US6425092B1 (en) 1998-06-17 2002-07-23 International Business Machines Corporation Method and apparatus for preventing thermal failure in a semiconductor device through redundancy
US7111019B1 (en) * 1998-11-11 2006-09-19 Hitachi, Ltd. Data warehouse system and query processing method used in the system, and data collecting method and apparatus for the method, and charging method and apparatus in the system
US6598058B2 (en) 1999-09-22 2003-07-22 International Business Machines Corporation Method and apparatus for cross-node sharing of cached dynamic SQL in a multiple relational database management system environment
US6947982B1 (en) * 1999-10-11 2005-09-20 I2 Technologies Us, Inc. Distributed session services
US7970748B2 (en) 1999-11-15 2011-06-28 Quest Software, Inc. Systems and methods for reorganizing a database object
US6628287B1 (en) 2000-01-12 2003-09-30 There, Inc. Method and apparatus for consistent, responsive, and secure distributed simulation in a computer network environment
US7461103B2 (en) * 2000-02-11 2008-12-02 Quest Software, Inc. System and method for reconciling transactions between a replication system and a recovered database
US20060212493A1 (en) * 2000-02-11 2006-09-21 Aronoff Eyal M System and method for reconciling transactions between a replication system and a recovered database
US6802022B1 (en) 2000-04-14 2004-10-05 Stratus Technologies Bermuda Ltd. Maintenance of consistent, redundant mass storage images
US6901481B2 (en) 2000-04-14 2005-05-31 Stratus Technologies Bermuda Ltd. Method and apparatus for storing transactional information in persistent memory
US20020116555A1 (en) * 2000-12-20 2002-08-22 Jeffrey Somers Method and apparatus for efficiently moving portions of a memory block
US20020129146A1 (en) * 2001-02-06 2002-09-12 Eyal Aronoff Highly available database clusters that move client connections between hosts
US7512682B2 (en) 2001-02-06 2009-03-31 Quest Software, Inc. Database cluster systems and methods for maintaining client connections
US7231391B2 (en) 2001-02-06 2007-06-12 Quest Software, Inc. Loosely coupled database clusters with client connection fail-over
US20070226220A1 (en) * 2001-02-06 2007-09-27 Quest Software, Inc. Systems and methods for providing client connection fail-over
US20040148397A1 (en) * 2001-02-06 2004-07-29 Eyal Aronoff Loosely coupled database clusters with client connection fail-over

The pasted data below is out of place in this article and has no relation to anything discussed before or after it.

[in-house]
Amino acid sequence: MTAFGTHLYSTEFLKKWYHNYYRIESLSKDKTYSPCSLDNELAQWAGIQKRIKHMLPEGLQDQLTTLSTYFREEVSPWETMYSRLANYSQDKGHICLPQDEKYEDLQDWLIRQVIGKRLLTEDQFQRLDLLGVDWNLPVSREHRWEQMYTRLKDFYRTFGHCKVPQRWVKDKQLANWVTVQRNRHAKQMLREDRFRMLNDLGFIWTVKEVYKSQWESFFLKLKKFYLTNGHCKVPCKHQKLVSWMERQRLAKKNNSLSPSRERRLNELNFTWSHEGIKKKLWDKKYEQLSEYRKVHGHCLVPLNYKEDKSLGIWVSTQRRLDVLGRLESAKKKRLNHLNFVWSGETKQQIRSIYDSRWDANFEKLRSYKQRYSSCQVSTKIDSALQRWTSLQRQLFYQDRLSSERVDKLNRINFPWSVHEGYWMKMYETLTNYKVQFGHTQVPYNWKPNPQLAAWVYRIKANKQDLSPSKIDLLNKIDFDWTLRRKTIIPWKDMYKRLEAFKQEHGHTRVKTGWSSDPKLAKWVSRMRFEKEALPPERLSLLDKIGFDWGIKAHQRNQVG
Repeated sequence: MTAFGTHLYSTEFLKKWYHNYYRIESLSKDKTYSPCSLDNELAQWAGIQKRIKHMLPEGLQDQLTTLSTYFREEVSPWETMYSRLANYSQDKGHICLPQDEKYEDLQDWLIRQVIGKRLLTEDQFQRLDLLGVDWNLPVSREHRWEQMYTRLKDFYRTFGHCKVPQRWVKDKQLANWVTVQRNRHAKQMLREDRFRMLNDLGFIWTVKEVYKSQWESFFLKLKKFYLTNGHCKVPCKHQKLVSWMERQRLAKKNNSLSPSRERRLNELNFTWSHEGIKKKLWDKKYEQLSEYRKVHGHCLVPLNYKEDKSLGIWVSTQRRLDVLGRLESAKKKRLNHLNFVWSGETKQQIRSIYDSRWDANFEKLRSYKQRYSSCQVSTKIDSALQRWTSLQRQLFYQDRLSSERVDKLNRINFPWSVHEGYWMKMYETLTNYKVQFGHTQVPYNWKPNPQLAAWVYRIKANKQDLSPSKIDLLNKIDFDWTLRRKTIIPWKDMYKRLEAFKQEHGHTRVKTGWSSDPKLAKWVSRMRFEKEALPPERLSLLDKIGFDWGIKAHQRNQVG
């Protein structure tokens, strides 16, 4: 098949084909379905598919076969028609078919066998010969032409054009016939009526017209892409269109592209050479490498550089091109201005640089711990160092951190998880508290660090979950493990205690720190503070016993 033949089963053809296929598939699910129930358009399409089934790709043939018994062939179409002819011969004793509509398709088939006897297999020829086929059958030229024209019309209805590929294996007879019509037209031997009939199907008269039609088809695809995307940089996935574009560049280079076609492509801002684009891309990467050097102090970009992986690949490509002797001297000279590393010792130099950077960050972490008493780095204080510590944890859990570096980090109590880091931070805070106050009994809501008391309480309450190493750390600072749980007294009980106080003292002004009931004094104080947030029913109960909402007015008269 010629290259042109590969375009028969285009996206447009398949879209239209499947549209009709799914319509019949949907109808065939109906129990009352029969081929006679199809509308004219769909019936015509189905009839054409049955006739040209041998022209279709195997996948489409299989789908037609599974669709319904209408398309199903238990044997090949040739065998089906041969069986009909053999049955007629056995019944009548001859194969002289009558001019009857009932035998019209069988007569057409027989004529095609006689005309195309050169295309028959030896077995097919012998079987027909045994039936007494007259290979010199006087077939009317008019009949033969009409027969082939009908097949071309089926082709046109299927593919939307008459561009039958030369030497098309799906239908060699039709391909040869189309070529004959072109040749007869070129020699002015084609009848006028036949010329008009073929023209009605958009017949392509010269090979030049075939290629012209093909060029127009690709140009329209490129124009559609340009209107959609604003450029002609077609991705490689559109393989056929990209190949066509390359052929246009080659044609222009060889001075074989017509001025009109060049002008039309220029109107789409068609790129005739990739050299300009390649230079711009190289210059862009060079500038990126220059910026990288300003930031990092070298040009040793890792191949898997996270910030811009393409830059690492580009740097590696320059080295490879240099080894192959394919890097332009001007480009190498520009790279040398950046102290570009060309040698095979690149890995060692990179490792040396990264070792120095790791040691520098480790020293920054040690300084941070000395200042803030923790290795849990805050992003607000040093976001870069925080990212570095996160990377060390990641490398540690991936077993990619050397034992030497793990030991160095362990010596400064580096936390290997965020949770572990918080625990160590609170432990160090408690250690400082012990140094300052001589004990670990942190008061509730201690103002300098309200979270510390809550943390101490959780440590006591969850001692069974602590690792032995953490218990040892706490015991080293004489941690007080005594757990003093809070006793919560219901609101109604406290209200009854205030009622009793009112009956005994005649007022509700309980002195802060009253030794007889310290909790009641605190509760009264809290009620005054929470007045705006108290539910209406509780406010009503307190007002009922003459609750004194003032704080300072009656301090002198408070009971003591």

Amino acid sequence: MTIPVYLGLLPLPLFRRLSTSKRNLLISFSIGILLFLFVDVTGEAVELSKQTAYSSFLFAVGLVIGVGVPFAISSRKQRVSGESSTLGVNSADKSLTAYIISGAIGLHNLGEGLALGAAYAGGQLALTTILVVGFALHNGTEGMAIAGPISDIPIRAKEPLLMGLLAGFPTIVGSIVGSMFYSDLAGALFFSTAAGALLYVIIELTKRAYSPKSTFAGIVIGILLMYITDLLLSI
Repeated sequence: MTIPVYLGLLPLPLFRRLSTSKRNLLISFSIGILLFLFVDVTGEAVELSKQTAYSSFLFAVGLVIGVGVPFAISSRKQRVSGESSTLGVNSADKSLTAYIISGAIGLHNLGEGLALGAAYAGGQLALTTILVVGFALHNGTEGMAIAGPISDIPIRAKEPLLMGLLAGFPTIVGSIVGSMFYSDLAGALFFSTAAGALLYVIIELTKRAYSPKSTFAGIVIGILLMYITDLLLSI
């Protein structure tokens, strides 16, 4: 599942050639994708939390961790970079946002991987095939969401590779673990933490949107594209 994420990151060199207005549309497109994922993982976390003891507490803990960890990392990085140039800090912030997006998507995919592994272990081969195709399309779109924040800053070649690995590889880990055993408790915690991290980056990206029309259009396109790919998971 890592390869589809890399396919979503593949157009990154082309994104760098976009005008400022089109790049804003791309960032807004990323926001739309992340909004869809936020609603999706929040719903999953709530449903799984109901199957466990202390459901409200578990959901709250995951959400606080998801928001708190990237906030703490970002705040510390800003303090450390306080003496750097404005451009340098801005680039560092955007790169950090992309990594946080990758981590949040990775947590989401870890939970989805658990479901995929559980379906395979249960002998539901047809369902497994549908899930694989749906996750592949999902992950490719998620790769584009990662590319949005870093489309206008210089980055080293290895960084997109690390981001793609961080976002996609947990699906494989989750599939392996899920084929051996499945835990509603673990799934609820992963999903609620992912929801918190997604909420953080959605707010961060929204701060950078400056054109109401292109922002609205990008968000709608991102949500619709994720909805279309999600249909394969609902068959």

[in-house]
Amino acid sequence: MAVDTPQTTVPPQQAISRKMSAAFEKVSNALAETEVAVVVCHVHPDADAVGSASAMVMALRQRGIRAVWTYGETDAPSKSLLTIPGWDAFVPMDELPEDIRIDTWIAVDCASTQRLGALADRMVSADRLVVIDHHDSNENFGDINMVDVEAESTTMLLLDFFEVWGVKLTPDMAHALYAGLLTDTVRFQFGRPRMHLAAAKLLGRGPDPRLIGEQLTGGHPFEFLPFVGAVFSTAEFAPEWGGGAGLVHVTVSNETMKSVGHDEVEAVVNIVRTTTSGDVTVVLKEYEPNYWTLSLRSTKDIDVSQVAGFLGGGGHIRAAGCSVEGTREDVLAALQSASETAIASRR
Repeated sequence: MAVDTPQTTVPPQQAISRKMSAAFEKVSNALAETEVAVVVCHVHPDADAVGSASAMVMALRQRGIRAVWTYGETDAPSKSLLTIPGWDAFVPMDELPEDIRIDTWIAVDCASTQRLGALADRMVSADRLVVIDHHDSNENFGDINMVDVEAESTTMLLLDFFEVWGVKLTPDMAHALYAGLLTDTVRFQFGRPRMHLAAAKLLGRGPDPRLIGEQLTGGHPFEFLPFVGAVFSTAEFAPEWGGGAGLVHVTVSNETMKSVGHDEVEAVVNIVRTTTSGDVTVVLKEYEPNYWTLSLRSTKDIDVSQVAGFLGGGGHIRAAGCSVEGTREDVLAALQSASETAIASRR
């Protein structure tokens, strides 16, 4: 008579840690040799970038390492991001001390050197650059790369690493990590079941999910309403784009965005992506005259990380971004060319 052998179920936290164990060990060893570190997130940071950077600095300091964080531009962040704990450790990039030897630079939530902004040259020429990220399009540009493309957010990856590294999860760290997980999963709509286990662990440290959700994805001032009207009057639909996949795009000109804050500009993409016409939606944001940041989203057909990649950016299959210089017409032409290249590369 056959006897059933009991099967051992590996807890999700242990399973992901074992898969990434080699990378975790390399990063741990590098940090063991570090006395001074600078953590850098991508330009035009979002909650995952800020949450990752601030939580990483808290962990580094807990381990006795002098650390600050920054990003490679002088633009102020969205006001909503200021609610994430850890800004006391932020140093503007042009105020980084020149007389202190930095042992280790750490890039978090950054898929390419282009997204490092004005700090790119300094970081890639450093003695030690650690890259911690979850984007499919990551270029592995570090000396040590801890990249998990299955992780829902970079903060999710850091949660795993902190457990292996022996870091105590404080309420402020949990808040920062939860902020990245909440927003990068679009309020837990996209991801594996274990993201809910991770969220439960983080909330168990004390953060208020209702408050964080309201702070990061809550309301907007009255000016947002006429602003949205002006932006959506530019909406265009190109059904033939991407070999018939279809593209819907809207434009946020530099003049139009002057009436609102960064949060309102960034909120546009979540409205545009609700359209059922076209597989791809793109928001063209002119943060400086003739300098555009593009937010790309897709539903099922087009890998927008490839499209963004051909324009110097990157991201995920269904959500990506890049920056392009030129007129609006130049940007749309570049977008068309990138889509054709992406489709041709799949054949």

US7606839B2 (en) 2001-02-06 2009-10-20 Quest Software, Inc. Systems and methods for providing client connection fail-over
US20060242297A1 (en) * 2001-02-06 2006-10-26 Eyal Aronoff Database cluster systems and methods for maintaining client connections
US6886171B2 (en) 2001-02-20 2005-04-26 Stratus Technologies Bermuda Ltd. Caching for I/O virtual address translation and validation using device drivers
US20020166038A1 (en) * 2001-02-20 2002-11-07 Macleod John R. Caching for I/O virtual address translation and validation using device drivers
US6766413B2 (en) 2001-03-01 2004-07-20 Stratus Technologies Bermuda Ltd. Systems and methods for caching with file-level granularity
US20020124202A1 (en) * 2001-03-05 2002-09-05 John Doody Coordinated Recalibration of high bandwidth memories in a multiprocessor computer
US6874102B2 (en) 2001-03-05 2005-03-29 Stratus Technologies Bermuda Ltd. Coordinated recalibration of high bandwidth memories in a multiprocessor computer
US20040107198A1 (en) * 2001-03-13 2004-06-03 Mikael Ronstrom Method and arrangements for node recovery
US7945538B2 (en) * 2001-03-13 2011-05-17 Oracle America, Inc. Method and arrangements for node recovery
US6862689B2 (en) 2001-04-12 2005-03-01 Stratus Technologies Bermuda Ltd. Method and apparatus for managing session information
US20040236783A1 (en) * 2001-05-11 2004-11-25 Kari Silfverberg Data element information management in a network environment
US7827142B2 (en) 2001-05-11 2010-11-02 Nokia Corporation Data element information management in a network environment
WO2002093963A1 (en) * 2001-05-11 2002-11-21 Nokia Corporation Data element information management in a network environment
US20020194548A1 (en) * 2001-05-31 2002-12-19 Mark Tetreault Methods and apparatus for computer bus error termination
US6782399B2 (en) * 2001-06-15 2004-08-24 Hewlett-Packard Development Company, L.P. Ultra-high speed database replication with multiple audit logs
US20030014433A1 (en) * 2001-07-13 2003-01-16 Sun Microsystems, Inc. Storage network data replicator
US7340490B2 (en) * 2001-07-13 2008-03-04 Sun Microsystems, Inc. Storage network data replicator
US6843098B2 (en) * 2001-07-30 2005-01-18 Bs&B Safety Systems, Inc. System and method for monitoring a pressurized system
US20050160786A1 (en) * 2001-07-30 2005-07-28 Bs&B Safety Systems, Inc. System and method for monitoring a pressurized system
US7051570B2 (en) 2001-07-30 2006-05-30 Bs&B Safety Systems Limited System and method for monitoring a pressurized system